Three considerations for including industry in risk rating
This post was authored by Alison Trapp, senior consultant at Sageworks.
Credit analysts assign risk ratings with a focus on whether the lending institution will get its money back in full and on time. This forward view is the reason analysts will downgrade on expectations and upgrade on performance. Borrowers do not operate in a vacuum, however, and their environment is often impacted by things beyond their control. “Industry” sums up the factors of supply and demand, competition and substitution that will influence a borrower’s performance. The analyst evaluates industry as a factor when risk rating a loan since the overall environment can impact the borrower’s ability to repay the loan. Analysts can incorporate industry conditions and expectations in a few ways.
1. Consider the current industry condition. The current state of the industry provides a baseline for the analyst as they evaluate a specific loan. One of the most efficient ways to get a snapshot of performance is to summarize data of individual companies. Statistics such as the average debt service coverage ratio, change in sales period to period, and net profit margin can give a view of the industry’s overall health particularly if the analyst evaluates their trends. The analyst should ask a few questions before relying on this information, just as when working with any summary data. Is the underlying set of companies representative of the borrower? Are there enough data points to make conclusions meaningful? Are there outliers, and if so, why?
2. Consider where the industry is going. Risk ratings look to the future, although the past informs expectations. When it comes to including industry in risk rating, the analyst should not only think about the current performance but also about where the industry is going. Are there social trends that could impact the overall industry? For example, an analyst’s view on the future of newspaper companies would have been very different in 1980 than in 2000 and more so today. Is the industry overall generating excess returns that will encourage new entrants? Are regulatory changes expected that will impact the industry? The financial industry is a prime example of how changes in regulation can impact nearly every company within an industry. What other leading indicators should the analyst assess?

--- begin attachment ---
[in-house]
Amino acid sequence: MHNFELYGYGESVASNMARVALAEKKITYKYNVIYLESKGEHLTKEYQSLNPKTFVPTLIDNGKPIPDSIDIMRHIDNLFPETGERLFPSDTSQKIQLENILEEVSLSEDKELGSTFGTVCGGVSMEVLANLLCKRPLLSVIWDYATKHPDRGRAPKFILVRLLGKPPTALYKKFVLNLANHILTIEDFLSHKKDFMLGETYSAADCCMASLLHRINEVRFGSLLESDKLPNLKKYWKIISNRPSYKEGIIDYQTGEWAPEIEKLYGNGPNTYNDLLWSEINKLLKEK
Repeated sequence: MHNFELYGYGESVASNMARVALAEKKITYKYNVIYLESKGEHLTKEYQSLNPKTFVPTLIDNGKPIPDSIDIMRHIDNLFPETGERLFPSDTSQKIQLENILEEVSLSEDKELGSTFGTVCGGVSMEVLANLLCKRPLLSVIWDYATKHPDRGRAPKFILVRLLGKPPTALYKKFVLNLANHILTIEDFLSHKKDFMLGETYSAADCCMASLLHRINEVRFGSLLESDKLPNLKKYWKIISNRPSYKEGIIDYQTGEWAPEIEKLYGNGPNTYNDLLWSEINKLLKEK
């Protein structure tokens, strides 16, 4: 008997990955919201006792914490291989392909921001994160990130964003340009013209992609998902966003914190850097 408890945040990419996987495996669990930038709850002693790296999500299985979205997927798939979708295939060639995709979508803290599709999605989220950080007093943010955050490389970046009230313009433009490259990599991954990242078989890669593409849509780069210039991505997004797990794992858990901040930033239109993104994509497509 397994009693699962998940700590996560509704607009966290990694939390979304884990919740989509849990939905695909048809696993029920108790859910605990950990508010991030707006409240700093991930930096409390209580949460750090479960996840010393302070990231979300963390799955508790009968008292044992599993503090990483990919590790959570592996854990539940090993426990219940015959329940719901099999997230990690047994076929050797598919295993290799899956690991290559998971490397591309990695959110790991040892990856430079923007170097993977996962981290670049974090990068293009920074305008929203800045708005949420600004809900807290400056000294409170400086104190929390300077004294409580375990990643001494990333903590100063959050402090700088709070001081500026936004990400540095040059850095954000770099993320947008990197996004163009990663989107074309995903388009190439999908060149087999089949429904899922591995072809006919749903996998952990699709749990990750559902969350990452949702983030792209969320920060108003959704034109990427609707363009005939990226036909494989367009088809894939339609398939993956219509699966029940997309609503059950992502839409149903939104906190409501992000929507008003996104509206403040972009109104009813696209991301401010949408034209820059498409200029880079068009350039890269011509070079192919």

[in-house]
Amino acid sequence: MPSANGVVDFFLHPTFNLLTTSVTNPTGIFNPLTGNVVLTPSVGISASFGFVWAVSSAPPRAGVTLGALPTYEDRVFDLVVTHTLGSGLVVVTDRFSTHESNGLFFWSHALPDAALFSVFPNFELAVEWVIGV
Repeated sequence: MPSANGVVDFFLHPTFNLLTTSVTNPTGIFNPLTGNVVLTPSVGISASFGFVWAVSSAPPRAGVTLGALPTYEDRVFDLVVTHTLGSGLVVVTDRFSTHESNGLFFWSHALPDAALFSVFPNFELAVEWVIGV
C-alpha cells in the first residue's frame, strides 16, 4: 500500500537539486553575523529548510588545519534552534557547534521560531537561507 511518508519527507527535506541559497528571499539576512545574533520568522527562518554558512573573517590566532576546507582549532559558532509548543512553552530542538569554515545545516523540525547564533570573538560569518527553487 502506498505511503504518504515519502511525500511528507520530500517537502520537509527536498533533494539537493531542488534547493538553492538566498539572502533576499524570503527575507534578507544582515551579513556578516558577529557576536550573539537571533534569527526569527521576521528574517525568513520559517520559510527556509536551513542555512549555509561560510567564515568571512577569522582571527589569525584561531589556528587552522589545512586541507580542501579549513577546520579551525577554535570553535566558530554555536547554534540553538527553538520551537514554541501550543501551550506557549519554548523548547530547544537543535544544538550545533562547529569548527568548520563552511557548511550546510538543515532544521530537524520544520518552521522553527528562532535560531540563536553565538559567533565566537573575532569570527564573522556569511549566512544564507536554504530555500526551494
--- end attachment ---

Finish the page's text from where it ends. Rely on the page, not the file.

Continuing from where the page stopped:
“The evaluation of each extension of credit should be based upon the fundamental characteristics affecting the collectibility of that particular credit. The problems broadly associated with some sectors or segments of an industry, such as certain commercial real estate markets, should not lead to overly pessimistic assessments of particular credits in the same industry that are not affected by the problems of the troubled sector(s)”
3. Consider how the specific borrower fits in. This is the final piece of the puzzle, and it goes both ways. If the borrower is not able to capitalize on a growing and profitable industry, making the prospects for the loan in question poor, then industry data alone cannot support a better risk rating. On the flip side, the analyst should be careful not to put downward pressure on the risk rating of an otherwise acceptable loan solely because of the industry. There should not be a “to be conservative” discount if reasonable and supportable projections that took into account the industry outlook are used to determine the risk rating. It is possible that every company within an industry would be considered substandard, and the analyst should analyze each to come to that conclusion individually and not simply assume that the industry will be the driving factor.
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Alison Trapp is a Senior Consultant with Sageworks’ Advisory Services team and is focused on credit. Alison joins Sageworks after spending 17 years on the commercial credit risk team at GE Capital and a year consulting with mid-sized commercial banks. She has particular expertise in credit administration and policy implementation.